The #MeToo movement gained momentum when brave women like Ashley Judd and Rose McGowan stepped forward with allegations of sexual misconduct against movie mogul Harvey Weinstein. Since then, dozens of women and men have come forward to speak out against Weinstein (and thousands more about their own experiences of harassment). These accusations have left Weinstein with several unresolved criminal charges, and over 15 lawsuits filed against him or his company. In a federal bankruptcy court in Delaware on Thursday, attorney Adam Harris revealed that a tentative settlement in the amount of $44 million had been reached.
While Weinstein has agreed to this deal, it has not yet been finalized. Harris, who represents Weinstein Company co-founder Bob Weinstein, described the deal like this in court: “We now have an economic agreement in principal that is supported by the plaintiffs, the (New York attorney general’s) office, the defendants and all of the insurers that, if approved, would provide significant compensation to victims, creditors and the estate and allow the parties to avoid years of costly, time consuming and uncertain litigation on all sides.”
This settlement, if finalized, would settle some of the lawsuits against Weinstein — but not all. The settlement would, however, cover the only class action lawsuit against him, filed by alleged victims who accuse The Weinstein Company of covering up Harvey’s pattern of assaulting and harassing employees. It would also cover the New York attorney general’s civil suit against him, which alleges that The Weinstein Company violated labor laws by failing to protect employees from Harvey’s behavior.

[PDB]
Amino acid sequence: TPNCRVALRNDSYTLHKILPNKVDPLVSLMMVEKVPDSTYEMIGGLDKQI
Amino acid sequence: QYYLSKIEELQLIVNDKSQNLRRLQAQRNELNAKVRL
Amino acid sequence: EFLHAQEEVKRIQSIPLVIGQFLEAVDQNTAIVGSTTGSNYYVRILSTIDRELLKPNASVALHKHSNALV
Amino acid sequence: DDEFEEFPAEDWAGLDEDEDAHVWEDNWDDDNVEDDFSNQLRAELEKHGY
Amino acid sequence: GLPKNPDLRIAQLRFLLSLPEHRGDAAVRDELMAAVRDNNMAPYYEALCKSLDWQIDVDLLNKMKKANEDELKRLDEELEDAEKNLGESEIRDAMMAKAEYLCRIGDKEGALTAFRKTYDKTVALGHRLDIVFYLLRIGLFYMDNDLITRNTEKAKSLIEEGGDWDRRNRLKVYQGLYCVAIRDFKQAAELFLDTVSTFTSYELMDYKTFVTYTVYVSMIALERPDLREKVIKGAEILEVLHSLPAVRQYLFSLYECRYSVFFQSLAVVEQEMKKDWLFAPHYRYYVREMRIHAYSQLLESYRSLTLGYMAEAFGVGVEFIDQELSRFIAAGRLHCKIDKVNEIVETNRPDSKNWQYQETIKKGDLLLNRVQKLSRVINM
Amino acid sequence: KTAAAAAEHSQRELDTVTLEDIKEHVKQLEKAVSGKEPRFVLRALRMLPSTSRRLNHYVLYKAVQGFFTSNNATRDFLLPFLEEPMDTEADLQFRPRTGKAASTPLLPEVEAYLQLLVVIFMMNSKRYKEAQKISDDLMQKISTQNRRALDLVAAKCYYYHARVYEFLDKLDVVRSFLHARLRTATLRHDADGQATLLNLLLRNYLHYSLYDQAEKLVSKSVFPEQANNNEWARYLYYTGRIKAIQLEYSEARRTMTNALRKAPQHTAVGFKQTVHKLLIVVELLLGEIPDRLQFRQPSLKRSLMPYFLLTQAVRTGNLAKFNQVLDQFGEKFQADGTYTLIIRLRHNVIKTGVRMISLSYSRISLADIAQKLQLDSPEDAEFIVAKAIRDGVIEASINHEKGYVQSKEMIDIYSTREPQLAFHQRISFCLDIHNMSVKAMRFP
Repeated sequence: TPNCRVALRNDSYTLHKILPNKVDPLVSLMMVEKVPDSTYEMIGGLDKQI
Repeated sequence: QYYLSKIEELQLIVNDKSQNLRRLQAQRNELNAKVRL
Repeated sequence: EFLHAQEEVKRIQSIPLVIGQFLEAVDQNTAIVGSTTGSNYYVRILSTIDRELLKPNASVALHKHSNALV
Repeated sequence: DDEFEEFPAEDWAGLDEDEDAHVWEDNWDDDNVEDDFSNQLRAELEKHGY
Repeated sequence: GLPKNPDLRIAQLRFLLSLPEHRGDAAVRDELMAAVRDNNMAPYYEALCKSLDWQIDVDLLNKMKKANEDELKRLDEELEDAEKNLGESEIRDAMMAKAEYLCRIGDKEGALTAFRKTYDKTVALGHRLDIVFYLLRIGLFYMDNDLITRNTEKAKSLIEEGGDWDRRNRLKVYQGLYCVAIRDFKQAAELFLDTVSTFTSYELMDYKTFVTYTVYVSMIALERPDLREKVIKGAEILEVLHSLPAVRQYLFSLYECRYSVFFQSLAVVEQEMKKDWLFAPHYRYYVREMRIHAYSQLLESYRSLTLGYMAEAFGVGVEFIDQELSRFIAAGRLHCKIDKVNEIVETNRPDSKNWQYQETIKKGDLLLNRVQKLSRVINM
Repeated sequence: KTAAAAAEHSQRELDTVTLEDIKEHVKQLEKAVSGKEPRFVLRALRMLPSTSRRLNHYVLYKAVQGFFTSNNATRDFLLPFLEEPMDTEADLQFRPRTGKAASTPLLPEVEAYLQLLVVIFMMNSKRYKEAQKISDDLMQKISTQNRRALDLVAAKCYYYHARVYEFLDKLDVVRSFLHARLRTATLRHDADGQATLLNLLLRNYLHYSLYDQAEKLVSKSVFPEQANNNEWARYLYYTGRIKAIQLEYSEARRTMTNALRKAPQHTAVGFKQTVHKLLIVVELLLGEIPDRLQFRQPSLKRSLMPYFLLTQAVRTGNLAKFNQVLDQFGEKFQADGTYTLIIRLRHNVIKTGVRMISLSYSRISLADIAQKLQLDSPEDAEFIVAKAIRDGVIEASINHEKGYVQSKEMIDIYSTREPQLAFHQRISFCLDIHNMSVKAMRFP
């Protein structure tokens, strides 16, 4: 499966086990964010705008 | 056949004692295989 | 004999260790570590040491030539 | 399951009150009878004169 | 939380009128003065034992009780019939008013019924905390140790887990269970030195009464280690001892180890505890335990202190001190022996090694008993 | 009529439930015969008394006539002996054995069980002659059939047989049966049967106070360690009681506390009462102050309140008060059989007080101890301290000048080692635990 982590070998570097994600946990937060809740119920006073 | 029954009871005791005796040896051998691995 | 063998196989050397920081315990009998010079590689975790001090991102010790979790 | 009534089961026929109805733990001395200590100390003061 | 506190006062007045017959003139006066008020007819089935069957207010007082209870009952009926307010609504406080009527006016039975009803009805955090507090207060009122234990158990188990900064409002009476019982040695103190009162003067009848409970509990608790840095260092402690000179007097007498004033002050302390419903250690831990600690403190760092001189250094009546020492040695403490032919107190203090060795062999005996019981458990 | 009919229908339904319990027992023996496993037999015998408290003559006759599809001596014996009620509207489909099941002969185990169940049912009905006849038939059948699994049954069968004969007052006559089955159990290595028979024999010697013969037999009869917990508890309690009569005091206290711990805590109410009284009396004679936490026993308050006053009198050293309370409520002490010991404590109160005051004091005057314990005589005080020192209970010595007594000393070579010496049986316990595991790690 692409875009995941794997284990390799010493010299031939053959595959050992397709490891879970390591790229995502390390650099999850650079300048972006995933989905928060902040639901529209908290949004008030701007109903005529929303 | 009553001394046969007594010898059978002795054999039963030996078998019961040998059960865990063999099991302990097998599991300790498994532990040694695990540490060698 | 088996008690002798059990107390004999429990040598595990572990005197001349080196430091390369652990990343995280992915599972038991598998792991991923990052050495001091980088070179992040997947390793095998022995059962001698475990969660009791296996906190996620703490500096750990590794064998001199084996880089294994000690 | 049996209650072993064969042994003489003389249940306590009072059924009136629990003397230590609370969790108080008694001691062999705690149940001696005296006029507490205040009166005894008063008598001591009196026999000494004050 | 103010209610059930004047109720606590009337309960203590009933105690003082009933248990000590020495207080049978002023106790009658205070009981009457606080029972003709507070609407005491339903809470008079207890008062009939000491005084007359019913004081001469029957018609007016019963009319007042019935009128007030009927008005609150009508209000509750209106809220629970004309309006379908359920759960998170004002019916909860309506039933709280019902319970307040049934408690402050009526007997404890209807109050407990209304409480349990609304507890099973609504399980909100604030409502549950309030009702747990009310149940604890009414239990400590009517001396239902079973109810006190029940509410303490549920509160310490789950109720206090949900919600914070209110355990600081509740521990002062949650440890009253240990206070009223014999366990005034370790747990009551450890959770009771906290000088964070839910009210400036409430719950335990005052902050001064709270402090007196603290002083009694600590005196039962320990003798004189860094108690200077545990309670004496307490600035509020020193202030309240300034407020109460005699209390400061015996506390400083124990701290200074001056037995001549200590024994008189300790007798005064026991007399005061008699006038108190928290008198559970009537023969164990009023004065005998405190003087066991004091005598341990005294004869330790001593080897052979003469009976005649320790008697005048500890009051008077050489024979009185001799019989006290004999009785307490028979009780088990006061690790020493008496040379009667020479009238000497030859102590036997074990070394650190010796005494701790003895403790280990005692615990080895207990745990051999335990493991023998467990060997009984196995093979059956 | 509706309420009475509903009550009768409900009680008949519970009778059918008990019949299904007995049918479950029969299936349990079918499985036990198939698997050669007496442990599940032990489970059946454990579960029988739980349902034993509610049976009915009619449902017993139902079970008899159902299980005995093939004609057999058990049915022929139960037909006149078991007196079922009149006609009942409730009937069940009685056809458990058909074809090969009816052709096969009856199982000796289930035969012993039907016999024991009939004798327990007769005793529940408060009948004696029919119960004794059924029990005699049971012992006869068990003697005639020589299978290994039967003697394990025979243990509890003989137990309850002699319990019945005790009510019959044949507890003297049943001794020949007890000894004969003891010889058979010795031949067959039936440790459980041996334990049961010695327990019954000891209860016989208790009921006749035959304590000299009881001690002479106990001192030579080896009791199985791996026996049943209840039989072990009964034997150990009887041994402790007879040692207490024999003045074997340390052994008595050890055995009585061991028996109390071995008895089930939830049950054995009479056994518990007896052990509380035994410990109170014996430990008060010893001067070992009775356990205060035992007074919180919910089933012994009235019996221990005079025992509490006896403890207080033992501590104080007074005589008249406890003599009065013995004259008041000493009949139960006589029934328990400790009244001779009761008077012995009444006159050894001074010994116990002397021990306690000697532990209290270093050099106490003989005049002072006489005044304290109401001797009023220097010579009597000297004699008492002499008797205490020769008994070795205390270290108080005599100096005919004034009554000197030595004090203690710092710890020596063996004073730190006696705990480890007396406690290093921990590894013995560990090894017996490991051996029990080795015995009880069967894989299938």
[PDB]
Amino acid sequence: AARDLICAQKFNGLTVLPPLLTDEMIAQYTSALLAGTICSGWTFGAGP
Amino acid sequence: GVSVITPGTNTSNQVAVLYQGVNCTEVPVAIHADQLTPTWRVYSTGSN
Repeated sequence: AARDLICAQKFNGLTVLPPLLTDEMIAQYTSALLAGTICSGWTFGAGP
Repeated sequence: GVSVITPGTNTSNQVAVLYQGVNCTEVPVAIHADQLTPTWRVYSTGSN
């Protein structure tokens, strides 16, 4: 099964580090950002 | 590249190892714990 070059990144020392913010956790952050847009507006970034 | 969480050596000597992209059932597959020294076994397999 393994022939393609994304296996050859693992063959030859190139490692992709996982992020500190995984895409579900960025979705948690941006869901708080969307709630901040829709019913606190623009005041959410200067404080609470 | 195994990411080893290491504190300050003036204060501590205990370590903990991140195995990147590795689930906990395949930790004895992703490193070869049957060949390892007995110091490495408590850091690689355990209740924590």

Weinstein’s lawyers have been in mediations for months trying to find a resolution — Harris says he’s “very optimistic” this deal will come to pass, but acknowledges that there is “a lot of work here to do.” While Weinstein continues to deny all allegations of nonconsensual sex, he still faces criminal charges in New York of rape, performing a forcible sex act, sex abuse and sexual misconduct. If convicted for these crimes, he could face life in prison — a circumstance completely unaffected by this settlement.
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